Session 1 Overview: Introduction to Community Health Workers (CHWs)
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The objectives for this session include:
- Explain seven reasons for current interest in CHWs
- Name four sources of official definitions of CHW
- Describe common elements of most CHW definitions
- Describe what is distinctive about CHWs
- List five common CHW roles and functions
- Describe distinctions between CHWs and related occupations
- Describe employment settings in which CHWs practice
- Discuss management and supervisory challenges
This session describes the unique characteristics that distinguish CHWs from workers in related occupations. These characteristics are at the root of the benefits of employing CHWs. The distinction between CHWs and other workers can be difficult for many stakeholders to understand. Many people in health care administration tend to sort occupations into two general categories: clinical and administrative. As you will see, CHWs fit into neither. Their unique role presents challenges in communicating with stakeholders about CHWs and in designing coherent public policy.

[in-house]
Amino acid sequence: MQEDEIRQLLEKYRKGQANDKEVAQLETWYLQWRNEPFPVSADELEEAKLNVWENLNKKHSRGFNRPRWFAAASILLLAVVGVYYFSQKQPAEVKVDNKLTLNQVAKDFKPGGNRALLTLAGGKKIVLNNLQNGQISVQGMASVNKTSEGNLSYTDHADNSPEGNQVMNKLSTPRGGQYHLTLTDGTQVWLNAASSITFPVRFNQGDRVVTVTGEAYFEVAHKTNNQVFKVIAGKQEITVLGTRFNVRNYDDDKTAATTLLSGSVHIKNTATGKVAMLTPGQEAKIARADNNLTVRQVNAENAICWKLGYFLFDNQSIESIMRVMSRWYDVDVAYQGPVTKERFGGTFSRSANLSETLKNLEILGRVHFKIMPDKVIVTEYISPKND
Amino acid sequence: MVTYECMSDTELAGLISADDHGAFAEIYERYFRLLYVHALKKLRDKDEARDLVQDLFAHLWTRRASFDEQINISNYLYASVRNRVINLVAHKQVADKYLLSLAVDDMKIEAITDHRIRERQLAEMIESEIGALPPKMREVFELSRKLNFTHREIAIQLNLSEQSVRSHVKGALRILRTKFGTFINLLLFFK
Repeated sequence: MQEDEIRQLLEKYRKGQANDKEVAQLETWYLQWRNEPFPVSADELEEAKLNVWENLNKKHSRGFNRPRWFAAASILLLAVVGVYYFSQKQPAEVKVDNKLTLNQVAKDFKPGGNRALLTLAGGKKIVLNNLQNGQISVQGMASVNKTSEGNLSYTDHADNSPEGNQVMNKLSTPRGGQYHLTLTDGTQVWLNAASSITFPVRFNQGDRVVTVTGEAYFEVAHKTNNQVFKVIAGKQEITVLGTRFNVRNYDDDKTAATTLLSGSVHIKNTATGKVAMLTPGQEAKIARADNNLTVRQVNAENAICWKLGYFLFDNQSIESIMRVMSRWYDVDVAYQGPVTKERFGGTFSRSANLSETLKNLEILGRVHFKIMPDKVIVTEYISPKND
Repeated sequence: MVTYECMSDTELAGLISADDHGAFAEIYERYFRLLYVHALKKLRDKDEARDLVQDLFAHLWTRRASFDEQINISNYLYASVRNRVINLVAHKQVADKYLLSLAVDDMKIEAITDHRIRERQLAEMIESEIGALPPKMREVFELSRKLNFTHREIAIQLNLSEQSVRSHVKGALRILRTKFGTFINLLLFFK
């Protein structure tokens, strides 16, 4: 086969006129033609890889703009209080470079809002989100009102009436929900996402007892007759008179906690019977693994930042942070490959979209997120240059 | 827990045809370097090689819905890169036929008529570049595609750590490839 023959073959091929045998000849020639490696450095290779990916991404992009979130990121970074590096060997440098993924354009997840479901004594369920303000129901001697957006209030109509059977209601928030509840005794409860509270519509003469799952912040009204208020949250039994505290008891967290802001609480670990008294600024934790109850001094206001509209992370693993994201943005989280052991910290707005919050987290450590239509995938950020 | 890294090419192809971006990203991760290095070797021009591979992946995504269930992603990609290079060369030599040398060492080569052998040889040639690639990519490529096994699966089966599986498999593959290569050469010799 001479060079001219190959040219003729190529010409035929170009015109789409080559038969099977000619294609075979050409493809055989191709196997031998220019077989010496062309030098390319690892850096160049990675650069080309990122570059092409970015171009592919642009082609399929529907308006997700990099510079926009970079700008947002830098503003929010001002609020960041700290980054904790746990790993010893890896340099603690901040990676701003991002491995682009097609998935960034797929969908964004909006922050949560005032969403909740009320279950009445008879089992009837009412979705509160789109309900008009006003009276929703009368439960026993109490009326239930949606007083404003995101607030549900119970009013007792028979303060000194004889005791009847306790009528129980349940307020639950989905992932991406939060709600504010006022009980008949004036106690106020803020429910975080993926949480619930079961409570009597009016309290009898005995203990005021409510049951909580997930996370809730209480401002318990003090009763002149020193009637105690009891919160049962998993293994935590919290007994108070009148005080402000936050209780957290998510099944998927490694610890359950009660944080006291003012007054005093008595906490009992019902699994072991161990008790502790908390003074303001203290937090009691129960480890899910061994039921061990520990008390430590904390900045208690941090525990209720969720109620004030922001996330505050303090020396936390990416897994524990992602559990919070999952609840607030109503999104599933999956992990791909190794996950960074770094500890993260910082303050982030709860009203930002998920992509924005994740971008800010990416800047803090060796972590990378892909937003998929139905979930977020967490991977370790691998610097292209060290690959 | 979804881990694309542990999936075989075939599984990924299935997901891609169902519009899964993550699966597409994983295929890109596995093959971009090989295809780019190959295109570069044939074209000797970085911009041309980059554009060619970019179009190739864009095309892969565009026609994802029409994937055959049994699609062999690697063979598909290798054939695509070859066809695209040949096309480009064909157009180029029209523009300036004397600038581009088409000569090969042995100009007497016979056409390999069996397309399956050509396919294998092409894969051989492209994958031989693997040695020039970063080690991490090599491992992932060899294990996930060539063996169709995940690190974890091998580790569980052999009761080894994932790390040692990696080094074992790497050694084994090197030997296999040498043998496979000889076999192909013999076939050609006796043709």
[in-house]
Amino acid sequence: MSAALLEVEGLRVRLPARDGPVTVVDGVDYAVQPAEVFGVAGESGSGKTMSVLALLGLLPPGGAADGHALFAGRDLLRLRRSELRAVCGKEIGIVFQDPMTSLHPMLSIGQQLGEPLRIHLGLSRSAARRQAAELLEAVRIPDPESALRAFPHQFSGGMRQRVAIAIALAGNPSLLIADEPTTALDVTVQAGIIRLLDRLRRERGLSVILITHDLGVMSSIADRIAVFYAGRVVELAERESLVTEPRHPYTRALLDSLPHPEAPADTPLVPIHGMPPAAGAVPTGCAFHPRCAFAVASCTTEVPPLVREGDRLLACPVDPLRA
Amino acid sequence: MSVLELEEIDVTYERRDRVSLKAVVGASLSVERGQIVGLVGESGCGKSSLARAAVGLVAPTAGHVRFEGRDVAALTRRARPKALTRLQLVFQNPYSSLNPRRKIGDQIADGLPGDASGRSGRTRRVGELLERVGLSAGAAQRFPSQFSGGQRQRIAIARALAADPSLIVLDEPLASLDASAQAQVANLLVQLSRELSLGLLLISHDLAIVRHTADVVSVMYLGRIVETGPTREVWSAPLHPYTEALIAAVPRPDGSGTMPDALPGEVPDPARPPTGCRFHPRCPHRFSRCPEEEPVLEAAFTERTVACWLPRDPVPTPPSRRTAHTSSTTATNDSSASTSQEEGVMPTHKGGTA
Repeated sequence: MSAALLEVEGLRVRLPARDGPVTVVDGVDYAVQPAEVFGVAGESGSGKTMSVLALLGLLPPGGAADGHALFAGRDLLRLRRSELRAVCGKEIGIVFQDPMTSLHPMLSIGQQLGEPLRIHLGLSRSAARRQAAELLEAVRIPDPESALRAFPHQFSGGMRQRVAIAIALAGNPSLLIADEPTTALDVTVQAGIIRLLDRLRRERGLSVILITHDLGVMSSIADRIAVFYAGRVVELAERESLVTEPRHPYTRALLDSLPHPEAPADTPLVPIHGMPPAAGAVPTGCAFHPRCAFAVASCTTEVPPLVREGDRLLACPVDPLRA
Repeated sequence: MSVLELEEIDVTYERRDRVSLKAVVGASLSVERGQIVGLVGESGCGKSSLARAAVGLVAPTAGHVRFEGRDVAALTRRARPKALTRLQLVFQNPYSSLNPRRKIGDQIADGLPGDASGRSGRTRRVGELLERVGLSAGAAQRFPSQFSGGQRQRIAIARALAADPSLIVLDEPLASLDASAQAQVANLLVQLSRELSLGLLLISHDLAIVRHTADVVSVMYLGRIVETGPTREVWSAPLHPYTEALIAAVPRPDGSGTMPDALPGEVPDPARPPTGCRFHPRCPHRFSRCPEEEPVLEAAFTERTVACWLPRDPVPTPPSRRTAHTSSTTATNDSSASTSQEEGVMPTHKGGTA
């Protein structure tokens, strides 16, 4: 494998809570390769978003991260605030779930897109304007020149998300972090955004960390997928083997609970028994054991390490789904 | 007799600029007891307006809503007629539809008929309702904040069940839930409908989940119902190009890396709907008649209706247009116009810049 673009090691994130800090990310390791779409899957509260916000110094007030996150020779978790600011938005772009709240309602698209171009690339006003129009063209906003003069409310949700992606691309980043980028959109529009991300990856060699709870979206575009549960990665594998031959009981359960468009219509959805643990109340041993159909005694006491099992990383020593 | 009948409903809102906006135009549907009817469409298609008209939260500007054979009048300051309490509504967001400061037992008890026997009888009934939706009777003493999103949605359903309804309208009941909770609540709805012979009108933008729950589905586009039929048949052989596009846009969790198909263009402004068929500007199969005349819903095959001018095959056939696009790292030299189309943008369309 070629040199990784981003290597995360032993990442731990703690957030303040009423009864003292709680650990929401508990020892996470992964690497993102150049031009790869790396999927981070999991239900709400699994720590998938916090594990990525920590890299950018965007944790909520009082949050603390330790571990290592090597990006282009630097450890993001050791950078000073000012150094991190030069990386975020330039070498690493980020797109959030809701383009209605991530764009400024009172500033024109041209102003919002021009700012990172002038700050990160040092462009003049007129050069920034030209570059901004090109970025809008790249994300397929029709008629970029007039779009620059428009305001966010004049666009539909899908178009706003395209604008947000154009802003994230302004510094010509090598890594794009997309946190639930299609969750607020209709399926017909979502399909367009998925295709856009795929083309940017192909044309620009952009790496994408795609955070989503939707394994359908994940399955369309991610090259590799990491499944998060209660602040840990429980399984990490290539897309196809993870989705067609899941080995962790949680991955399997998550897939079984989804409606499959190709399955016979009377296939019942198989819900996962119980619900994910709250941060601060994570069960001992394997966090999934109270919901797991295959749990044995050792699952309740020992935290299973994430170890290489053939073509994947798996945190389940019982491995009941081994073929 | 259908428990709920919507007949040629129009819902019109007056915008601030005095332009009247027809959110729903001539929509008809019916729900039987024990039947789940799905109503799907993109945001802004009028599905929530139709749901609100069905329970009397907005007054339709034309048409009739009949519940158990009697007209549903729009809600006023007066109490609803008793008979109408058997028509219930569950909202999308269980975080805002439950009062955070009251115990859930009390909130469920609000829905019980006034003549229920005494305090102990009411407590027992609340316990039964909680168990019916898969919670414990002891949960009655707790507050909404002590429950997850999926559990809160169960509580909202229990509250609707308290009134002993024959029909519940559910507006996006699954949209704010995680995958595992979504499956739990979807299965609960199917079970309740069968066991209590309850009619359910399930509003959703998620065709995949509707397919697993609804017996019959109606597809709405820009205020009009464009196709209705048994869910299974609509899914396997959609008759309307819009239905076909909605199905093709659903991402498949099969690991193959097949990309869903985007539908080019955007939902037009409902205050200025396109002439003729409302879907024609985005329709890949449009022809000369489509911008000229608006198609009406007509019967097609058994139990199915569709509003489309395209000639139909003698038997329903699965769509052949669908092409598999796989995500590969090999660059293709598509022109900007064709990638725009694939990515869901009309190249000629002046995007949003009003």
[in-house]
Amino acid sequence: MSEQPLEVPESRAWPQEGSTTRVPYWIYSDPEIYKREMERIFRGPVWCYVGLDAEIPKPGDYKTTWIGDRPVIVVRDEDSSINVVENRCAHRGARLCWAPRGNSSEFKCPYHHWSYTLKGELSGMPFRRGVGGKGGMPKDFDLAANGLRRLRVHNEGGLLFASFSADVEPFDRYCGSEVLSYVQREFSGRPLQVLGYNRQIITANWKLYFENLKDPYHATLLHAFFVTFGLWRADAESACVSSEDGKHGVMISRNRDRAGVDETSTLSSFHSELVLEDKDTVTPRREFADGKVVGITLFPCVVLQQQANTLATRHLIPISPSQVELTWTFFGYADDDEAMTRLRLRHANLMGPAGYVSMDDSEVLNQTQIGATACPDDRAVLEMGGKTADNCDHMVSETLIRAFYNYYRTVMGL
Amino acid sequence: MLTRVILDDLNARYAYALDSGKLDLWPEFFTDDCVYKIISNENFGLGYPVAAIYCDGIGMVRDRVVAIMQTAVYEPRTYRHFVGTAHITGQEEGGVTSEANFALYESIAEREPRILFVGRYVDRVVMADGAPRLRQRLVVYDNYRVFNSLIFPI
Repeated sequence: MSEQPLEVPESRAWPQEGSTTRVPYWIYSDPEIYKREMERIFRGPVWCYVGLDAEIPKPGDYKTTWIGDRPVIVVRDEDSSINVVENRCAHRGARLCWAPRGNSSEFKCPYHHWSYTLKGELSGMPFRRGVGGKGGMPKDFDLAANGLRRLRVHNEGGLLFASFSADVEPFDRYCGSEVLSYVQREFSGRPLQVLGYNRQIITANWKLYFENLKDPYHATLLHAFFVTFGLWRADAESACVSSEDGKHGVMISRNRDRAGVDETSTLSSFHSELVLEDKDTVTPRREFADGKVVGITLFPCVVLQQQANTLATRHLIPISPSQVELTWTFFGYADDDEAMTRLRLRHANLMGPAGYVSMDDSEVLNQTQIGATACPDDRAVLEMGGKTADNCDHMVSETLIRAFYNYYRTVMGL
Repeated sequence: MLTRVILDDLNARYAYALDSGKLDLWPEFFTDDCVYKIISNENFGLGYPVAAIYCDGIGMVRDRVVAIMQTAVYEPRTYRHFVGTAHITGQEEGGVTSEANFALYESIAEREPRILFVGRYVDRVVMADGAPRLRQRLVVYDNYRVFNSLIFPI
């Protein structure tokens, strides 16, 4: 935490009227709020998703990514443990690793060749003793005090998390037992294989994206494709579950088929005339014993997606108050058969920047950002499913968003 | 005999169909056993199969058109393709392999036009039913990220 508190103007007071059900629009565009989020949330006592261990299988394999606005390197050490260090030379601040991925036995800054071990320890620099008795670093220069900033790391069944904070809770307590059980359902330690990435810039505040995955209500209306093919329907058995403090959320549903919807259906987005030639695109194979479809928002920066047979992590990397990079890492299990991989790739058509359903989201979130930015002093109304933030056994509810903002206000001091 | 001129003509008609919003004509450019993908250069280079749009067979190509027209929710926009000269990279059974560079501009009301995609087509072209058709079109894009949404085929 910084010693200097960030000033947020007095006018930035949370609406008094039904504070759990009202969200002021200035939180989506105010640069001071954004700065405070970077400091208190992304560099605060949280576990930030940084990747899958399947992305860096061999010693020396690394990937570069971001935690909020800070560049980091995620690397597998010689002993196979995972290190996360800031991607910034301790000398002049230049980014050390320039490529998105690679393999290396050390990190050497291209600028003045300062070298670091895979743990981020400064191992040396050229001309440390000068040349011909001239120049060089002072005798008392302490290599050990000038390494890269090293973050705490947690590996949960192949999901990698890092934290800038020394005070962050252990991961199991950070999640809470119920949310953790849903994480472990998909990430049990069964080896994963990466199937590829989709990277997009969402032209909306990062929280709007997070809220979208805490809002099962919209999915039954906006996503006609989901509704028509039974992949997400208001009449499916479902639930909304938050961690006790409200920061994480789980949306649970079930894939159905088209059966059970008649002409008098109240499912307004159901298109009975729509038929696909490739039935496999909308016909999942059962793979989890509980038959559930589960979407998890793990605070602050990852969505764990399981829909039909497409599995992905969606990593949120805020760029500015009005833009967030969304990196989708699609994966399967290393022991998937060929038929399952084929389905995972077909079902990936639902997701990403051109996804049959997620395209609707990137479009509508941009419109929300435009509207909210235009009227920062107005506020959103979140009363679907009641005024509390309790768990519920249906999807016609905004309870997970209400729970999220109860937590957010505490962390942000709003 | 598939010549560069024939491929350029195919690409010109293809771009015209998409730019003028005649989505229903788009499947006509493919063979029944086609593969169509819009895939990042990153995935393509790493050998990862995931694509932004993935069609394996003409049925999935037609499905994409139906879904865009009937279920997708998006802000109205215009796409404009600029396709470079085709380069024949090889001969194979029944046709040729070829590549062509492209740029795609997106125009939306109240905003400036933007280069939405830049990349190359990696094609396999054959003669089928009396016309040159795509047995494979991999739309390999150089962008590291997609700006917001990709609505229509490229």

In this session, we will explore the reasons behind the current growth in interest in CHWs and highlight the common elements in four official definitions of CHWs. We will look at what is distinctive about CHWs and at the range of roles and functions they perform. Limited understanding of these roles and functions among stakeholders is a major contributor to the inertia that has impeded policy change.
We will also look at the basic distinctions between CHWs and some related occupations; later in the series, we’ll explore these distinctions in terms of boundaries and scope of practice. Finally, we will look at models of care; the types of organizations in which CHWs practice; and the management and supervisory challenges involved in employing CHWs.
We should note that because the vast majority of CHWs are women—although there are also many male CHWs—we will refer to CHWs using female pronouns.